When we gathered last year for an event to pay tribute to Colin Silcocks, who’d have guessed that live gigs would shortly become a distant memory. A year on, and with this year’s event on hold, here’s the article I wrote for Now Dig This to evoke a few memories…

Even before we’d reached the sad day of Colin Silcock’s funeral, the minds of many of us were turning to the only way we could really pay tribute to the years he’d put into the rock’n’roll scene as DJ and promoter, and that was with a gig that captured the spirit he always tried to generate. The wake itself gave us a taster of what it might be like, with a succession of DJs taking a turn behind the decks, and the Deadshots, one of the last bands to enjoy Colin’s support in their early appearances, being joined on stage by luminaries like Pat Reyford and Bob Cotton. Fortunately, a dedicated gang of Colin’s friends, including Rob Daniels, Mark Goodall and Danny Brown amongst others, were quick off the mark and 25 January quickly got inked into our diaries, swiftly followed by a venue in Rubery on the outskirts of Birmingham, easily accessible and typical of the kind of place that Colin had sought out over the years. Advance tickets went fast and, despite the addition of an extra room to expand the capacity, the event was a sell-out well ahead of the day itself.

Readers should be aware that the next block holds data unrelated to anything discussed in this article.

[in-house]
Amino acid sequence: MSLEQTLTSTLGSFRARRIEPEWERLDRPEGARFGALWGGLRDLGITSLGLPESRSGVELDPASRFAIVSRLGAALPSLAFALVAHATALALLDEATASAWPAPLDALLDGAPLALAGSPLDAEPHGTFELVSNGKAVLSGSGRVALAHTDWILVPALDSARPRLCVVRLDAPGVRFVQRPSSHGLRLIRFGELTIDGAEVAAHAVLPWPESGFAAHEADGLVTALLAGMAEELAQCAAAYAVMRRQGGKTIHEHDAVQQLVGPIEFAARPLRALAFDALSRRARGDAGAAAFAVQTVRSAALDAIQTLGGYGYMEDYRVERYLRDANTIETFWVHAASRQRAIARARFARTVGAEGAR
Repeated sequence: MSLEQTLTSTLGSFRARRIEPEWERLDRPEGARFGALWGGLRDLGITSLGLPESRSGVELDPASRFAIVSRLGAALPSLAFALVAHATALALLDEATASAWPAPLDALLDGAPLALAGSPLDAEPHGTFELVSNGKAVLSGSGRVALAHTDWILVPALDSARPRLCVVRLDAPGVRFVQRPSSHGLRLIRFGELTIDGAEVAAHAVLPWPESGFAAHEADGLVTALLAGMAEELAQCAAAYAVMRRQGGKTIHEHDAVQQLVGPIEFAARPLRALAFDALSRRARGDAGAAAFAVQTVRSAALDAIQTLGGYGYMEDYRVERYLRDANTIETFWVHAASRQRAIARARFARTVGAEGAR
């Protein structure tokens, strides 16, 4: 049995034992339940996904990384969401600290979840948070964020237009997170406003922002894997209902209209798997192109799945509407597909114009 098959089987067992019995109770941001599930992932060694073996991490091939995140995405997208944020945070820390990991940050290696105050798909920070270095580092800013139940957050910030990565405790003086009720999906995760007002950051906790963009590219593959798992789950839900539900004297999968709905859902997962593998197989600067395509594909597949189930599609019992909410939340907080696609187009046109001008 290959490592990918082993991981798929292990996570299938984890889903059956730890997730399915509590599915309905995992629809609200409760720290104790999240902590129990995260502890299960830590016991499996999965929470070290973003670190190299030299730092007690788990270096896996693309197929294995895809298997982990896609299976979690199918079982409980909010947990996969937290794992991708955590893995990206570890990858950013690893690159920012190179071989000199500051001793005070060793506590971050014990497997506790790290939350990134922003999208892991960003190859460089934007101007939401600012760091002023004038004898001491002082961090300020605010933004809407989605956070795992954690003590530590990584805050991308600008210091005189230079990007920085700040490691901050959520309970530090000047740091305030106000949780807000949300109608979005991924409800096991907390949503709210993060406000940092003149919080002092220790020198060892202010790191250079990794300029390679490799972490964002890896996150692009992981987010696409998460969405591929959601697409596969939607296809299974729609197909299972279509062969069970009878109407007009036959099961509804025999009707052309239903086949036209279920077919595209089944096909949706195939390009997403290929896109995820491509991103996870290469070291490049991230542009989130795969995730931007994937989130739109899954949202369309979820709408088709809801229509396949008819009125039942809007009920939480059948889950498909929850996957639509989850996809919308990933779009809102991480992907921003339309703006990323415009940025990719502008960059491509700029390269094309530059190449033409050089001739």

For a tribute to Colin, an alldayer was the only format that would really do the trick and this was a classic midday to midnight affair; it was clear as we walked in, within an hour of opening time, that folk were going to make the most of it as the large main room was already heaving and the bar staff were wondering what had hit them! Having made our rounds of pals we found our customary slot close to the dance floor – when a great record comes on, you don’t want to waste half of it fighting your way to the floor. Sure enough, a couple of stormers gave us the chance to shake of the January chill from outside before the Hayriders hit the stage to open the live acts for the day. I’m not going to attempt a blow-by-blow review of the acts – or the DJs – for that matter; suffice to say that the Hayriders delivered a high energy set of classic rockabilly covers, and it’s always good to see the familiar faces of Pat Reyford and Ricky McCann making up the rhythm section. A brief pause for more records allowed time for the stage to be prepared for the much bigger line-up of the Stargazers. They were a big part of my early rockin’ years, when the concept of a bunch of young guys in authentic garb performing original Haley-esque numbers was a fresh change on a scene still largely dominating by bands oriented to the Teddy Boy revival scene (or at least the ones that appeared at my local rock’n’roll club). The band’s sound has aged well, though I was a little disappointed at the number of covers in the set list which suggested that their gigs nowadays tend to include a lot of venues for those who need to hear something familiar from the rock’n’roll greats songbook. I’m pleased to say they redeemed themselves as the set went on, reaching a pinnacle by launching into ‘Groove Baby Groove’ as an encore, sounding just as good as they did in 1982.